In God we see ourselves
Clare Aukofer and J. Anderson Thomson, the writers of the July 18 Op-Ed article "Imagine no religion" have this to say about the comments posted on their piece:
God is clearly controversial. Our Op-Ed on the psychological origins of religious belief sparked heated online discussion, with more than 2800 (and counting) comments from nonbelievers, believers and agnostics arguing with passion and, sometimes, humor.
It all started rationally enough, when theodorejackson wrote, in part: "I find it difficult to fathom why this is such an issue of debate and, often times, anger.”
As the week progressed, posters became more and more adversarial. A believer posting as GodIsLove1 got into a roaring battle with nonbelievers, in one response clearly expressing an opinion of his adversaries using some words we won't repeat: "[Some of the posters here] are half human and the other half is devil, evil wicked ... drunks liars stealers killers (of their soul), atheist. ... And you know who made them that way, these scientist and evolutionist, atheists and the likes."
There actually is an answer for theodorejackson, that also explains GodIsLove1's passionate posts. And it goes to human psychology as well.
Religion is a sensitive issue because we now know it is intimately tied up with our identity, as seen in functional MRI studies, and if the posts are any indication, human vanity too. Identity and vanity are raw nerves to poke.
The same mechanisms that make us such successful social creatures make us vulnerable to creating supernatural entities with human social attributes. We ascribe to these gods, or God, thoughts, desires, attitudes, beliefs, intentions and communicative abilities that are turbocharged reflections of our human capacities.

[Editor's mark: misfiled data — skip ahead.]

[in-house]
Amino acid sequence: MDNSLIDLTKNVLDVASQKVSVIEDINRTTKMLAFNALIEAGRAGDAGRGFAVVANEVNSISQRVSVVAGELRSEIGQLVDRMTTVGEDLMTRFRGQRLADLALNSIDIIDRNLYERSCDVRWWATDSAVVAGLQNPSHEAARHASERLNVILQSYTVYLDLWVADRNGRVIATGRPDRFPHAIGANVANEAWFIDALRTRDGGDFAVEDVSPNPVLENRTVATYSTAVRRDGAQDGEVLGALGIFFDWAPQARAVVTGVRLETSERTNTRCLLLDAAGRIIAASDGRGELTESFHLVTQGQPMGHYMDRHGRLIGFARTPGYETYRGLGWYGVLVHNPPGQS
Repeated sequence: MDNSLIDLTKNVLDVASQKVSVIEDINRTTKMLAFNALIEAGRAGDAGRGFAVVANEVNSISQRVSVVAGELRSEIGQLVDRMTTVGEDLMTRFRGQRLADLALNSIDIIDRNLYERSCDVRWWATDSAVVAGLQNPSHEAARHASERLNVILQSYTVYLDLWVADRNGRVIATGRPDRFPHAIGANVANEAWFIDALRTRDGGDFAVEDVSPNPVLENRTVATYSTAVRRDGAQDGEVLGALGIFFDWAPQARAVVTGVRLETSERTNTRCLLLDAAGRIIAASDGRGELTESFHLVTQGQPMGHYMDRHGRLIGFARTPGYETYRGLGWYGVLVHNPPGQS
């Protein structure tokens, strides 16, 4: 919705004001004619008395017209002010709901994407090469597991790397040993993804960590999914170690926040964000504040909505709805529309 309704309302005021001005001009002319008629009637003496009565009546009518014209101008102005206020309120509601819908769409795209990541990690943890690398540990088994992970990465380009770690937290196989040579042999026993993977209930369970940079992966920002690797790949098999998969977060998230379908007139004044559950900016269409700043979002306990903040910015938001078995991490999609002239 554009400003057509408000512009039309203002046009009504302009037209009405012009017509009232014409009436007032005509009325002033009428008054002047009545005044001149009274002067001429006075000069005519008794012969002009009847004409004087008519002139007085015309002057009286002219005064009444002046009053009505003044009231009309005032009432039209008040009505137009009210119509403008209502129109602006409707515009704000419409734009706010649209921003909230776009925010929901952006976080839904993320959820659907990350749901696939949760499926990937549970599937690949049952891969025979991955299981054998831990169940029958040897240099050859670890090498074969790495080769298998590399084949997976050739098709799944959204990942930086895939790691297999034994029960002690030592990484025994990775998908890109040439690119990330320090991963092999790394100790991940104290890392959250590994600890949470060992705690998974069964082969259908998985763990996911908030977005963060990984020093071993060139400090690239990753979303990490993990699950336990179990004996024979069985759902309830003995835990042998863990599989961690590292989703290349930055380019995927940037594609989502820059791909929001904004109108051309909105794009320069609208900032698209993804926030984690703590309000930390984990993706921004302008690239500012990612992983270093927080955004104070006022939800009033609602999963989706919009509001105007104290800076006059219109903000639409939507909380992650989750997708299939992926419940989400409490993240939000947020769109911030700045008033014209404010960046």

In one MRI study published out of the University of Chicago and Australia's Monash University, psychologist Nicholas Epley and colleagues found that those who believe in God also believe that he is very much like them, more so than other humans. One part of believers' brains lit up when they thought about what their friends think; when they thought about what God thinks, the same part of the brain in which they process their own beliefs -- not those of their friends -- lit up. Believers assumed that their God thought the way they do more often than they assumed their friends did. Challenging God becomes a challenge to the core of those who believe in God. It's not surprising that our assertion that God is a human construct was taken very personally in hundreds of these comments.
Photo: Icons and artwork reflect the heritage of the Greek Orthodox church, a cultural hub for L.A.'s large Greek American community. Credit: Luis Sinco / Los Angeles Times